Governments have demonstrated their interest in the potential of genomics in making healthcare systems more sustainable. For example, all large European economies have launched genomic initiatives in the last five years (UK, France, Germany, Italy, Spain and others), however these are mainly focused on diagnostics (with a shorter market implementation horizon) rather than a longer- term prevention. Furthermore, the emergence of pan-European initiatives, such as the 1+ Million Genomes (2), Beyond 1+ Million Genomes and the Million Veteran Program in the USA – to name but a few – demonstrate the governments’ collective appetite for genomics.

However, only a few countries (Finland, UK, Estonia) have specifically invested in predictive genomics. One of the reasons for doing so, is that predictive genomics can raise practical, ethical and legal considerations. For example, predictive genomics are data-intensive approaches to improve diagnosis and develop new treatments for major diseases, however this increased sharing of personal information raises concerns about data privacy, commercialization, and public trust.

Thus, the time is ripe for the following three conversations to happen on the role (s) predictive genomics can play in creating sustainable healthcare systems. Firstly, a discussion on the allocation of clinical attention and resources across individuals with different levels of genetic risk and the ways in which the integration of predictive genomics will be implemented into routine healthcare practice. (3) Secondly, a health economic conversation to evaluate more precisely the financial impact of predictive genomics as part of such routine healthcare planning and provision. Thirdly, a wider public and political conversation to strike a new balance between the benefits of predictive genomics, the potential ethical / legal risks, and how to mitigate them.

Importantly, new technologies such as predictive genomics should be viewed and leveraged as opportunities for LMICs to leapfrog into a more sustainable healthcare provision model for NCD patient populations within their regions. However, achieving this would require new technologies to become LMIC-friendly by design, allowing for their successful implementation and long-term routine operation in the field. If for example the reliance of high-cost digital equipment and skilled technical expertise remains an inflexible requirement for predictive genomics, then the risk emerges of the latter becoming an improvement applicable to a small number of resource abundant settings only.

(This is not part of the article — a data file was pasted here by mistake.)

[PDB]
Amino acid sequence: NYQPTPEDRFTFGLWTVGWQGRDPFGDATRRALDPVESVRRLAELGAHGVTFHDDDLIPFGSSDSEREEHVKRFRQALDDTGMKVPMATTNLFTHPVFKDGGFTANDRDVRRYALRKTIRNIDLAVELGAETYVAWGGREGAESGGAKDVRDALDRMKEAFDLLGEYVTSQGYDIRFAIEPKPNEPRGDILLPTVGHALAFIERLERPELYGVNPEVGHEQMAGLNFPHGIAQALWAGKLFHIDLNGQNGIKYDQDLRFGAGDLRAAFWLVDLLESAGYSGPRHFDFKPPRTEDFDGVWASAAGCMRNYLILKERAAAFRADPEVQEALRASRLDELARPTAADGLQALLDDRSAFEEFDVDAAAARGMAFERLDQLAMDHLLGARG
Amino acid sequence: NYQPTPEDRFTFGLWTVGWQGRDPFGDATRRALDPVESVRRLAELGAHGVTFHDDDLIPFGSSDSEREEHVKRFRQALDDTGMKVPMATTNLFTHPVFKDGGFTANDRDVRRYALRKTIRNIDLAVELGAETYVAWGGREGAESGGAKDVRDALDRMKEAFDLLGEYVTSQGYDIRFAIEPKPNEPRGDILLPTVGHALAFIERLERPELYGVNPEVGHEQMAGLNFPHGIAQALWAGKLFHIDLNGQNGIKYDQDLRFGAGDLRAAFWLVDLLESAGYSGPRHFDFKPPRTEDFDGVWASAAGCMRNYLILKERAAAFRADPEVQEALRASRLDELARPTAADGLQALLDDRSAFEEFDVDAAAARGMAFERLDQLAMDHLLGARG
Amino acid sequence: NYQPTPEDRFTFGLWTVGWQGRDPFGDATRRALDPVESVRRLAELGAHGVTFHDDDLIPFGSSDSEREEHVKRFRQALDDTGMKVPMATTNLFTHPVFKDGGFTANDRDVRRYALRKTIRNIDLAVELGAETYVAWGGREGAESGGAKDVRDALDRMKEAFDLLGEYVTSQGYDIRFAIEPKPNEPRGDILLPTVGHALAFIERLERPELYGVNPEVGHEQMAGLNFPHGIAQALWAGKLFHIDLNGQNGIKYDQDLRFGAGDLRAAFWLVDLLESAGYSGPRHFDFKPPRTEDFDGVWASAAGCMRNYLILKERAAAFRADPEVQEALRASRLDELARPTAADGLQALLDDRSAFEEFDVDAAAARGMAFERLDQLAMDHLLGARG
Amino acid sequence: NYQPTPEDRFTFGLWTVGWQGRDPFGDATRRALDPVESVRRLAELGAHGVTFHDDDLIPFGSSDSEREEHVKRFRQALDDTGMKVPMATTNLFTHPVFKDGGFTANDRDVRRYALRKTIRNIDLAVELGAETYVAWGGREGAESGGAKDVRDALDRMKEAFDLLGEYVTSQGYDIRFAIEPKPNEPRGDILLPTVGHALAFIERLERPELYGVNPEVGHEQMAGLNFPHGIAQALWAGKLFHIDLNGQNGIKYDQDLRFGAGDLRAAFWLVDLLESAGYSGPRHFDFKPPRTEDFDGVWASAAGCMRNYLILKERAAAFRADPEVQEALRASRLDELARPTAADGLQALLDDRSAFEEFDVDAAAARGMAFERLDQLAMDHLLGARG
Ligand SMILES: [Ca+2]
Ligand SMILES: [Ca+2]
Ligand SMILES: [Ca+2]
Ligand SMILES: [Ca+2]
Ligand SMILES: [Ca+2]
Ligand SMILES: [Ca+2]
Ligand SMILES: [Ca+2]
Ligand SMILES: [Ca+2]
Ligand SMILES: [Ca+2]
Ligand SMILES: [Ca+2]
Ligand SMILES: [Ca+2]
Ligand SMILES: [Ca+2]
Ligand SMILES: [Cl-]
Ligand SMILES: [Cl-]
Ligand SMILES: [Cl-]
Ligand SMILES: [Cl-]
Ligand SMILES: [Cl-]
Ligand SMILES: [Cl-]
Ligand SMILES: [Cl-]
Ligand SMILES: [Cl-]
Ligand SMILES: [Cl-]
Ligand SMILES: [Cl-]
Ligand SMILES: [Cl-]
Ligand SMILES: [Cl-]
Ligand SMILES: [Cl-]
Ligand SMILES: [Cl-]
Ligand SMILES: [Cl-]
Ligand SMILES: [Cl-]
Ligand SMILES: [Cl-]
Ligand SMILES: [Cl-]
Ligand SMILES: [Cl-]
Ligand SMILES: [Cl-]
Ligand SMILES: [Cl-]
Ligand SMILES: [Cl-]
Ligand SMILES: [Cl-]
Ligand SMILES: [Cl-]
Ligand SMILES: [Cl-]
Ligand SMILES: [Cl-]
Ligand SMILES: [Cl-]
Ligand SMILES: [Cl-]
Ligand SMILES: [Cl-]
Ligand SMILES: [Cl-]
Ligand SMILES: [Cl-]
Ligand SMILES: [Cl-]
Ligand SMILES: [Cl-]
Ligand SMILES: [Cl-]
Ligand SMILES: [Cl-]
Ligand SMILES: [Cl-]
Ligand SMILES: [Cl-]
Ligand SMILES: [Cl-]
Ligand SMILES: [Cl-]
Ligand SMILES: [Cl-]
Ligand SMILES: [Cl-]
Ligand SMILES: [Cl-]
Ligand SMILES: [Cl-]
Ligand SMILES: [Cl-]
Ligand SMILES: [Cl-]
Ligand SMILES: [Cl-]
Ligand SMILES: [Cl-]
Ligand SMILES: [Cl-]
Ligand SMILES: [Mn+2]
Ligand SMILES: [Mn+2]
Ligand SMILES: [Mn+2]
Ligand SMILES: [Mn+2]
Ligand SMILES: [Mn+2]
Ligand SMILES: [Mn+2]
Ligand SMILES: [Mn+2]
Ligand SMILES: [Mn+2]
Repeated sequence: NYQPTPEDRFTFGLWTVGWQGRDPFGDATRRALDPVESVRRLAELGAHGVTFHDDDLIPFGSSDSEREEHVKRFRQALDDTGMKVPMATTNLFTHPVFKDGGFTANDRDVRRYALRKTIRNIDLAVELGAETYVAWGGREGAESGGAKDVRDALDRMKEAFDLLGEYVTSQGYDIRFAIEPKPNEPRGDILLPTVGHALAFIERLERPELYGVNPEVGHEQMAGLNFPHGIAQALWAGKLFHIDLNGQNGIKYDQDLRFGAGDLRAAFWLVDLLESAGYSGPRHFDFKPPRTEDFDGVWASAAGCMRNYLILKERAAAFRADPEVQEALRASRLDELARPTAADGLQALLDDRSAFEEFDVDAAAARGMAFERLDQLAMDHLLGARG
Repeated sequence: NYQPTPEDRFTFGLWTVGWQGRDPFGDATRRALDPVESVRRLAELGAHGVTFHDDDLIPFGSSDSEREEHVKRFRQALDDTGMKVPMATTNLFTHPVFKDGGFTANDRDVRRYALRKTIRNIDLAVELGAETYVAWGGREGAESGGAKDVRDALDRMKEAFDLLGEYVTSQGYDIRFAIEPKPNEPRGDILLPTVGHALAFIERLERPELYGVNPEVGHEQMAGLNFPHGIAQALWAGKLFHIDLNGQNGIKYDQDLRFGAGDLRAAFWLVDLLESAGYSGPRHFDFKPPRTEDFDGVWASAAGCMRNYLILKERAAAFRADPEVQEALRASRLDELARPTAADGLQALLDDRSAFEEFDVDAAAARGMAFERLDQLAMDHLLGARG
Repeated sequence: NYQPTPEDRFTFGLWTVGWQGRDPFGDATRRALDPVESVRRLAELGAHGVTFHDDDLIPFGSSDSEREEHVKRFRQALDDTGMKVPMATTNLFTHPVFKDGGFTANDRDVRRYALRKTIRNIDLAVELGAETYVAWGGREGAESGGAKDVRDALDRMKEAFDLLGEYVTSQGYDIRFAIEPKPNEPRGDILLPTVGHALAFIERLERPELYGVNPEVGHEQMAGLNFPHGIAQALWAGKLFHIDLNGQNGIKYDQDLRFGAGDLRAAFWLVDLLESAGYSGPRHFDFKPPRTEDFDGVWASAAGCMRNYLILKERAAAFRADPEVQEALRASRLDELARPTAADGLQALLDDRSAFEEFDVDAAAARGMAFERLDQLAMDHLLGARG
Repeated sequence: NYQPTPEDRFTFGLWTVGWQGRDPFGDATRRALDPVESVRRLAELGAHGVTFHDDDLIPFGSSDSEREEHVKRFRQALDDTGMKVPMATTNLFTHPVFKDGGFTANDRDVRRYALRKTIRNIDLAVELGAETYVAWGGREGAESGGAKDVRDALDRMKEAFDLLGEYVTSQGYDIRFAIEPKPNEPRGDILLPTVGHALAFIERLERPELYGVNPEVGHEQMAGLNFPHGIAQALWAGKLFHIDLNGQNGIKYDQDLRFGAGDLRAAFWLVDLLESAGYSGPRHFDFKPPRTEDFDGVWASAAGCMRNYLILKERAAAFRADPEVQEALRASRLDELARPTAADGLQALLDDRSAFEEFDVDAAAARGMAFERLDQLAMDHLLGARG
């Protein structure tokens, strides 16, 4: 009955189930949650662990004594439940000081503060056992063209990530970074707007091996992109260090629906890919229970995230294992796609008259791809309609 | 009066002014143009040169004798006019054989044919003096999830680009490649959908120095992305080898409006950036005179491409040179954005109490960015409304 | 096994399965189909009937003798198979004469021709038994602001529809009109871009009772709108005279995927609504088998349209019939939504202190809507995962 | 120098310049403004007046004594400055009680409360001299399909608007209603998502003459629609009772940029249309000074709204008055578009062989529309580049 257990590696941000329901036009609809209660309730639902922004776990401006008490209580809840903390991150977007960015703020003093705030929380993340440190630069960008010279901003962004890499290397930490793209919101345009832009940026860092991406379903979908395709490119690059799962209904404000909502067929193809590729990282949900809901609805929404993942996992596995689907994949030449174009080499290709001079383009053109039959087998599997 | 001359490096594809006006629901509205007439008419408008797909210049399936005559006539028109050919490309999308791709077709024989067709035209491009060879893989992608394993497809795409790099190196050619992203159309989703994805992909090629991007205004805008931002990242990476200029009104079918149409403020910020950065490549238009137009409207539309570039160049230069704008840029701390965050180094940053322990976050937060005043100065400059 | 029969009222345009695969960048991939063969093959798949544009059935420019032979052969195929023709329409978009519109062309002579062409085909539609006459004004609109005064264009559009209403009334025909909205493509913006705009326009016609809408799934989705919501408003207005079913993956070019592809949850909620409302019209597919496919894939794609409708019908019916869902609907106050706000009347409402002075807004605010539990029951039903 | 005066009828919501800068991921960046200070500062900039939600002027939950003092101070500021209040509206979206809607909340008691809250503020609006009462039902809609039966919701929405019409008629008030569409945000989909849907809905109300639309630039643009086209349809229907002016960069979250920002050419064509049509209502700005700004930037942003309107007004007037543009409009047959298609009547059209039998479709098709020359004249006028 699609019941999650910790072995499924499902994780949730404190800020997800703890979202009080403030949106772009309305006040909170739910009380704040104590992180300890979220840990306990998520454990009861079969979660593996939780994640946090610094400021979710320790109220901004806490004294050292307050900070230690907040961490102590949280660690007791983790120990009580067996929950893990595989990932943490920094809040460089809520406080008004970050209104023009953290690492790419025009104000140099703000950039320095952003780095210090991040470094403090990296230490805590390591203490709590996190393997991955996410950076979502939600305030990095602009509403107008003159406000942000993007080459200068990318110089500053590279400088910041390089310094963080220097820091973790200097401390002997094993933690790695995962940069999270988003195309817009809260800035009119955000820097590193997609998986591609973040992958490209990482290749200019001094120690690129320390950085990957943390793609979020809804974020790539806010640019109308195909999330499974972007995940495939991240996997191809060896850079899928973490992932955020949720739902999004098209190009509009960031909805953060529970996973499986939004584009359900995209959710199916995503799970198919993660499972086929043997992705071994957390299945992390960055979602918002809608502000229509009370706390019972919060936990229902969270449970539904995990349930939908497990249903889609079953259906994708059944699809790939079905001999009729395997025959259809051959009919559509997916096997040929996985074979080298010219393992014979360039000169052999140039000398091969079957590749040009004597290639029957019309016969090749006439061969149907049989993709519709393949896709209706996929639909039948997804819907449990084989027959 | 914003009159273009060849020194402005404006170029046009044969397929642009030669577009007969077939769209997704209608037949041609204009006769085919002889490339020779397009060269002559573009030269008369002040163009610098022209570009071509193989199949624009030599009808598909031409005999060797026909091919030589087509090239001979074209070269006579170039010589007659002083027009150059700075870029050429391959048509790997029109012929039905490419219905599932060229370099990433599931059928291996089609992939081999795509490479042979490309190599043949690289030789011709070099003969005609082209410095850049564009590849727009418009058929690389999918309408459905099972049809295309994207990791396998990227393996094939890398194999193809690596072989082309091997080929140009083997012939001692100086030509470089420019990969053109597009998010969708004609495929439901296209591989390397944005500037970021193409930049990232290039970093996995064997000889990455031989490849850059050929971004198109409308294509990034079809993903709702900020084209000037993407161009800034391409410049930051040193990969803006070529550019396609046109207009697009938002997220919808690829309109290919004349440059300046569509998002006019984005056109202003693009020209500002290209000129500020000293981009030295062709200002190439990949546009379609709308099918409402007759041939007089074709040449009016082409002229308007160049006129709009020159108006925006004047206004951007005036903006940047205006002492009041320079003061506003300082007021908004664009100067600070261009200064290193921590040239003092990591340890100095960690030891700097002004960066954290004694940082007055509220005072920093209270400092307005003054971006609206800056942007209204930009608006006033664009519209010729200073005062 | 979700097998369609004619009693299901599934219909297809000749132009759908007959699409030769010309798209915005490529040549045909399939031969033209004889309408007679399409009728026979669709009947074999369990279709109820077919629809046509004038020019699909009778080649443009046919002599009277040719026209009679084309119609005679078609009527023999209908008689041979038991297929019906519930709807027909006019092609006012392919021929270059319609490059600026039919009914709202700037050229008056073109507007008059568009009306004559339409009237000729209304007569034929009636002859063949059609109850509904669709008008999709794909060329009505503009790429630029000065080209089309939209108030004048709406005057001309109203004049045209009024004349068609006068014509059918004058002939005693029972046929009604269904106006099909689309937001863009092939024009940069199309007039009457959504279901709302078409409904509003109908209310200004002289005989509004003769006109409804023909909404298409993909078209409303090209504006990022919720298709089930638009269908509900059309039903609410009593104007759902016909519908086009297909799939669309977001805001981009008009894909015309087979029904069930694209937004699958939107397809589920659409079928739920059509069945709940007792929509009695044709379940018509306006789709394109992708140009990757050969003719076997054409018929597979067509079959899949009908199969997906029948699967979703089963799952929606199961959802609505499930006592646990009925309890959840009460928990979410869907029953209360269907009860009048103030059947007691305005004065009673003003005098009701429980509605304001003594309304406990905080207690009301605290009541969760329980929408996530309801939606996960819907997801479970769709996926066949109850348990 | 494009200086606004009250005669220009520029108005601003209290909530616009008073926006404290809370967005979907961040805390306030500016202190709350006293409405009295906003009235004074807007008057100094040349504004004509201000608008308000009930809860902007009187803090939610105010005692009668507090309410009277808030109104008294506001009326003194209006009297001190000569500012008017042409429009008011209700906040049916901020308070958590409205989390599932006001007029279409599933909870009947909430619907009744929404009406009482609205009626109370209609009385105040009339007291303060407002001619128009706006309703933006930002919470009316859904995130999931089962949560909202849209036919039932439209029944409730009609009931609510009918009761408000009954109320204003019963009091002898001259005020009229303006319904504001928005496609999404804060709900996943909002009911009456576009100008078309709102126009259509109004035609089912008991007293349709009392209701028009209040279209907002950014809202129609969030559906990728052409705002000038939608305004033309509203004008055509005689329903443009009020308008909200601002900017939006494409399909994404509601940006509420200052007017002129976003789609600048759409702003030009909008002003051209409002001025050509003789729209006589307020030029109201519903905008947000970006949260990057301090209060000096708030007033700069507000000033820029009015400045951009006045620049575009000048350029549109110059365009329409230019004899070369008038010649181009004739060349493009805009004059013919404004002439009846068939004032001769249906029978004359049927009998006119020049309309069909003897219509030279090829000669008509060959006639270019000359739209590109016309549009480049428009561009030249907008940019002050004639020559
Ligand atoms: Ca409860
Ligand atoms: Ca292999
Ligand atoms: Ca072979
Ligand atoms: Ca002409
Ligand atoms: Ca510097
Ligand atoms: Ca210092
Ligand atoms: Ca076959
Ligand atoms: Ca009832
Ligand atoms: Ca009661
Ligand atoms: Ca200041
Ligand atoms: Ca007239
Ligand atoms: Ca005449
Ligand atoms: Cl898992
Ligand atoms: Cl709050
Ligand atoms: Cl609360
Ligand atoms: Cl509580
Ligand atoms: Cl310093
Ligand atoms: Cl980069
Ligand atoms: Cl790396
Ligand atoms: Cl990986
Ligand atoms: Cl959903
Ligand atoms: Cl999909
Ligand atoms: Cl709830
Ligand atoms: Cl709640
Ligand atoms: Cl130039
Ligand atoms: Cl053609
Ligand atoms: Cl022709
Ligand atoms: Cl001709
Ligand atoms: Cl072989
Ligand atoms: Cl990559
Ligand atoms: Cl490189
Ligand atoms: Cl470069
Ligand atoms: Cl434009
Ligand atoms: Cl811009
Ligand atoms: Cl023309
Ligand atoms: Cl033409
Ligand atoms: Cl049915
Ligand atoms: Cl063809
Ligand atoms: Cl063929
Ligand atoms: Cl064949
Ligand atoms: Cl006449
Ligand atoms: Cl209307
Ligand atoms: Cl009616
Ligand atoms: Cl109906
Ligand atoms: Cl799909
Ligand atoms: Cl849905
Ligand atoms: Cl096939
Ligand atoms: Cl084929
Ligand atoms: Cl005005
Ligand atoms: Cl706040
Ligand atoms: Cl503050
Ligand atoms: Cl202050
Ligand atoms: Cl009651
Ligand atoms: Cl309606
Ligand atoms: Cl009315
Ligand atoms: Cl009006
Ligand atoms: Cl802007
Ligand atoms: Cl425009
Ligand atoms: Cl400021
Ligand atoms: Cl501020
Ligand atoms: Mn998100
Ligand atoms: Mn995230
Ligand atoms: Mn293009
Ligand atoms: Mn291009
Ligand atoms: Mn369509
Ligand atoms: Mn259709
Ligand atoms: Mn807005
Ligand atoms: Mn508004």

Opportunity to improve healthcare

Predictive genomics are fast emerging as a promising opportunity for healthcare systems to improve disease prevention and survival, through targeted screening, preventative strategies or other interventions addressed to those individuals most likely to benefit. However, risk communication will require serious consideration. For example, while predictive genomics may allow for relative risks to be calculated at birth for all common diseases, the usefulness of knowledge and the potential harms to the individual may vary with the disease and stage of life.

Thus, while research progresses at a rapid pace, it will be important to consider how predictive genomics will be integrated into the core of healthcare services and how to communicate any identified risks to best serve each patient. The considerable investments by many countries in the field of predictive genomics, by helping to promote the future integration of genetic testing in healthcare delivery and clinical decision making, is anticipated to advance precision medicine and improve the healthcare of the general population.

REFERENCE

  1. Kalimutho M, Nones K, Srihari S, Duijf PH, Waddell N, Khanna KK. Patterns of genomic instability in breast cancer. Trends in pharmacological sciences. 2019 Mar 1; 40 (3): 198-211.
  2. 2020-2022 Roadmap of the 1 + Million Genomes Initiative, European Commission. https://digitalhealtheurope.eu/wp- content / uploads / 2020/10 / 1MillionGenomesRoadmap2020-2022.pdf 3. Minari J, Brothers KB, Morrison M. Tensions in ethics and policy created by National Precision Medicine Programs. Human genomics. 2018 Dec; 12 (1): 1-0.

Editor’s Recommended Articles